Legislature(1995 - 1996)

01/22/1996 01:30 PM Senate JUD

Audio Topic
* first hearing in first committee of referral
+ teleconferenced
= bill was previously heard/scheduled
               SJR 30 USE OF BUDGET RESERVE FUND                              
  CHAIRMAN ROBIN TAYLOR  called the Judiciary Committee meeting to             
 order at 1:30 p.m.  Senators Taylor, Green, Adams, and Ellis were             
 present.  The first order of business was SJR 30.                             
 SENATOR RIEGER, prime sponsor of SJR 30, gave the following                   
 overview of the measure.  The purpose of the constitutional                   
 amendment which created the budget reserve fund was to help                   
 stabilize state revenue and was passed at a time when the                     
 Legislature was anticipating major legal settlements, commonly                
 referred to as potential windfalls.  The fund was created in                  
 response to concern that if all of the money was available at once            
 for spending, the temptation and pressure for expending it would be           
 irresistible.  The budget reserve fund was designed to hold all of            
 the one-time settlements and to be used when there were shortfalls,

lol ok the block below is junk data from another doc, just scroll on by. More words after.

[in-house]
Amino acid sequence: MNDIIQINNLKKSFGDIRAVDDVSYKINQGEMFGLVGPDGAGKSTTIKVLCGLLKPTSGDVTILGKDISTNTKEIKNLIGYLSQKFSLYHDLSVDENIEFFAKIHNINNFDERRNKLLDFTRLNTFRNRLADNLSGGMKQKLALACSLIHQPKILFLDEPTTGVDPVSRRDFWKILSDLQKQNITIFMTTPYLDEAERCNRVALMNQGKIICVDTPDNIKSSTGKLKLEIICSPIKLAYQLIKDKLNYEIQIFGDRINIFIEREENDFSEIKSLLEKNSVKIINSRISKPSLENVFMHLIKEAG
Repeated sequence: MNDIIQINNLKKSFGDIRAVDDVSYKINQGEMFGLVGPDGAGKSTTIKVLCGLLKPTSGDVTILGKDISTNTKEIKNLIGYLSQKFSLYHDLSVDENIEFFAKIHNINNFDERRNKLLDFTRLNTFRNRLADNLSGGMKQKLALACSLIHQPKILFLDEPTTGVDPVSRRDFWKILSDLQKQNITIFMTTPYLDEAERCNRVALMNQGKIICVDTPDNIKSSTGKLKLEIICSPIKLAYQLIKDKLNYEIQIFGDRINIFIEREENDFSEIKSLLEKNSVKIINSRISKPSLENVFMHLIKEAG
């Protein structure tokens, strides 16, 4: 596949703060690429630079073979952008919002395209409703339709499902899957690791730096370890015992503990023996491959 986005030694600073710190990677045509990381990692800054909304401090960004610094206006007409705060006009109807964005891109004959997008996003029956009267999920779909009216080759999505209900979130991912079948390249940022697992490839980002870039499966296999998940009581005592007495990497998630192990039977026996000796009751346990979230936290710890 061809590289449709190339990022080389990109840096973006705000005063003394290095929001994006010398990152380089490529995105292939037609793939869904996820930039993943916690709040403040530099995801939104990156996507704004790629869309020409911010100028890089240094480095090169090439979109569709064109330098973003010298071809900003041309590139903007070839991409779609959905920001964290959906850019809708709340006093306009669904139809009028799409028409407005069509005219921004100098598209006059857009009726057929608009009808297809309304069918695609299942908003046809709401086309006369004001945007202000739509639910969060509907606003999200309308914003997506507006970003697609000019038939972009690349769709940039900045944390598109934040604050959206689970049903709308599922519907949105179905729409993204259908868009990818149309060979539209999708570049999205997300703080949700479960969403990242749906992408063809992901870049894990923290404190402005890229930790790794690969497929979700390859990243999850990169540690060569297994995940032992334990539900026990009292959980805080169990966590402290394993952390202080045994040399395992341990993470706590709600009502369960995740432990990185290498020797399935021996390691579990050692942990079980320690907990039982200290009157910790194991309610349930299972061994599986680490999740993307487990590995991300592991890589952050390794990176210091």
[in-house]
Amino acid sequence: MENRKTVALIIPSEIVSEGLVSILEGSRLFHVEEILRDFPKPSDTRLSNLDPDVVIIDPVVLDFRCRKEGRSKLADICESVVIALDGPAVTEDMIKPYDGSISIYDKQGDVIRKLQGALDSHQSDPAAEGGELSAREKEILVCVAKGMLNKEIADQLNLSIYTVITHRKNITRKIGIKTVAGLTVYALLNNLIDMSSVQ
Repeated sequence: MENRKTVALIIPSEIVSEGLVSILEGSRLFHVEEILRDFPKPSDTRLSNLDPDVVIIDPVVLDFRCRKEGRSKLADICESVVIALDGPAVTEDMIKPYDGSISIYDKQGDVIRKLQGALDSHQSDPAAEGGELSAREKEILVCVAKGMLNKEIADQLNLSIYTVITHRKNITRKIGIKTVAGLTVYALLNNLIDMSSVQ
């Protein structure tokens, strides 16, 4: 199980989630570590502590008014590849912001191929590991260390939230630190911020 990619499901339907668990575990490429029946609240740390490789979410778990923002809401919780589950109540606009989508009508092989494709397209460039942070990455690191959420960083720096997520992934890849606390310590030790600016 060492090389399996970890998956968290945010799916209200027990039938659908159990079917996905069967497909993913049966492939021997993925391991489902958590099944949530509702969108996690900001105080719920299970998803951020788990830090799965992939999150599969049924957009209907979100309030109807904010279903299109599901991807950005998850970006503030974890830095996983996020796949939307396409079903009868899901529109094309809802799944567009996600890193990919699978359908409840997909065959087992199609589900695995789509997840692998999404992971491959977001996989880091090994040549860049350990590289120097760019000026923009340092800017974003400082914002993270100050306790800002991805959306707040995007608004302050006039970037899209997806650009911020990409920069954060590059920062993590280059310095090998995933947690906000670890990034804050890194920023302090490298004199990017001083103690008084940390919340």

in order to stabilize state spending.  It was not designed as a               
 spending limit, but was crafted so that the money would be                    
 initially separated from the general fund but could be spent with             
 a simple majority vote as long as it did not serve to increase                
 spending over prior years.  To use that money, in any form, as part           
 of a plan which increased spending over the prior years, would take           
 an extraordinary majority, or 3/4, vote.  The amendment was                   
 misdrafted in that excessive attention was concentrated on                    
 reference to funds available for appropriation as the standard by             
 which to meet one or more tests, rather than the use of a standard            
 testing the actual level of spending.  The references to "funds               
 available for appropriation" were eventually litigated with the               
 outcome being that no spending plan can be passed by a simple                 
 majority, if there are any funds available from previous years.               
 Those funds are placed on the table first and used in that year's             
 calculations of spending, and are subject to the "sweep."                     
 SENATOR RIEGER explained the "sweep" process.  Once draws have been           
 made from the constitutional budget reserve, at the end of the                
 year, either funds must be made available for an appropriation to             
 repay the budget reserve fund, or a 3/4 vote to avoid doing so must           
 occur.   The litigation centered around which funds were available            
 for appropriation.  The general fund was available for                        
 appropriation, but funds such as the Alaska Marine Highway Fund, in